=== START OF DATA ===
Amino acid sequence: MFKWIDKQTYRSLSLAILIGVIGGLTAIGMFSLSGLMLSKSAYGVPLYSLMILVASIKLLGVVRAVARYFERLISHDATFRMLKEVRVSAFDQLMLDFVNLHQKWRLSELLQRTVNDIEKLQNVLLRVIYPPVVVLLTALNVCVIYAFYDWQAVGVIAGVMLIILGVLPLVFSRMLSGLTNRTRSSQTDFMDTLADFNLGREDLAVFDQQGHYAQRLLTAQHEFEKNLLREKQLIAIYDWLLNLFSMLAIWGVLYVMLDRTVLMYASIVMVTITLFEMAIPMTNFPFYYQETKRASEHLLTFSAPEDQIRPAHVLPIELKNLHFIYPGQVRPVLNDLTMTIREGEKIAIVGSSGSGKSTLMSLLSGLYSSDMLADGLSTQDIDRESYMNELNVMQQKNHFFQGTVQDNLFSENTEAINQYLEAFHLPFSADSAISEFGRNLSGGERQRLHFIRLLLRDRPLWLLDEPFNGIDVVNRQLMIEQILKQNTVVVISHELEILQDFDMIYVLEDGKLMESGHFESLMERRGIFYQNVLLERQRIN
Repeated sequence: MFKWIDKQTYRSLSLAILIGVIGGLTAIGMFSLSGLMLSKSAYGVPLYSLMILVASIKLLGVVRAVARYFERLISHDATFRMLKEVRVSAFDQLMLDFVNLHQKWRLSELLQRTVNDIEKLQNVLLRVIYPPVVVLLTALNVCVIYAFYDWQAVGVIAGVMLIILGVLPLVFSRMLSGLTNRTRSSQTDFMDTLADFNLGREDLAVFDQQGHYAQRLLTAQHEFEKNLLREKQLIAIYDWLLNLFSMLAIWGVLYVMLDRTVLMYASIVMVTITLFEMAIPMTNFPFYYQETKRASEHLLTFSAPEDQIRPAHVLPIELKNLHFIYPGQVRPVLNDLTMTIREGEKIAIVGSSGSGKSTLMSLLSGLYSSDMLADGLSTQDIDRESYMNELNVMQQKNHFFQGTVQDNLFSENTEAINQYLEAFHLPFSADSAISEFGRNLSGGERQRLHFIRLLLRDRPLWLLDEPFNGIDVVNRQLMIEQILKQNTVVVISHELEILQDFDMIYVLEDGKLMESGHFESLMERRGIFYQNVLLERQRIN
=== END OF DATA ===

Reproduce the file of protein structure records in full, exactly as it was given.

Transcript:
Amino acid sequence: MFKWIDKQTYRSLSLAILIGVIGGLTAIGMFSLSGLMLSKSAYGVPLYSLMILVASIKLLGVVRAVARYFERLISHDATFRMLKEVRVSAFDQLMLDFVNLHQKWRLSELLQRTVNDIEKLQNVLLRVIYPPVVVLLTALNVCVIYAFYDWQAVGVIAGVMLIILGVLPLVFSRMLSGLTNRTRSSQTDFMDTLADFNLGREDLAVFDQQGHYAQRLLTAQHEFEKNLLREKQLIAIYDWLLNLFSMLAIWGVLYVMLDRTVLMYASIVMVTITLFEMAIPMTNFPFYYQETKRASEHLLTFSAPEDQIRPAHVLPIELKNLHFIYPGQVRPVLNDLTMTIREGEKIAIVGSSGSGKSTLMSLLSGLYSSDMLADGLSTQDIDRESYMNELNVMQQKNHFFQGTVQDNLFSENTEAINQYLEAFHLPFSADSAISEFGRNLSGGERQRLHFIRLLLRDRPLWLLDEPFNGIDVVNRQLMIEQILKQNTVVVISHELEILQDFDMIYVLEDGKLMESGHFESLMERRGIFYQNVLLERQRIN
Repeated sequence: MFKWIDKQTYRSLSLAILIGVIGGLTAIGMFSLSGLMLSKSAYGVPLYSLMILVASIKLLGVVRAVARYFERLISHDATFRMLKEVRVSAFDQLMLDFVNLHQKWRLSELLQRTVNDIEKLQNVLLRVIYPPVVVLLTALNVCVIYAFYDWQAVGVIAGVMLIILGVLPLVFSRMLSGLTNRTRSSQTDFMDTLADFNLGREDLAVFDQQGHYAQRLLTAQHEFEKNLLREKQLIAIYDWLLNLFSMLAIWGVLYVMLDRTVLMYASIVMVTITLFEMAIPMTNFPFYYQETKRASEHLLTFSAPEDQIRPAHVLPIELKNLHFIYPGQVRPVLNDLTMTIREGEKIAIVGSSGSGKSTLMSLLSGLYSSDMLADGLSTQDIDRESYMNELNVMQQKNHFFQGTVQDNLFSENTEAINQYLEAFHLPFSADSAISEFGRNLSGGERQRLHFIRLLLRDRPLWLLDEPFNGIDVVNRQLMIEQILKQNTVVVISHELEILQDFDMIYVLEDGKLMESGHFESLMERRGIFYQNVLLERQRIN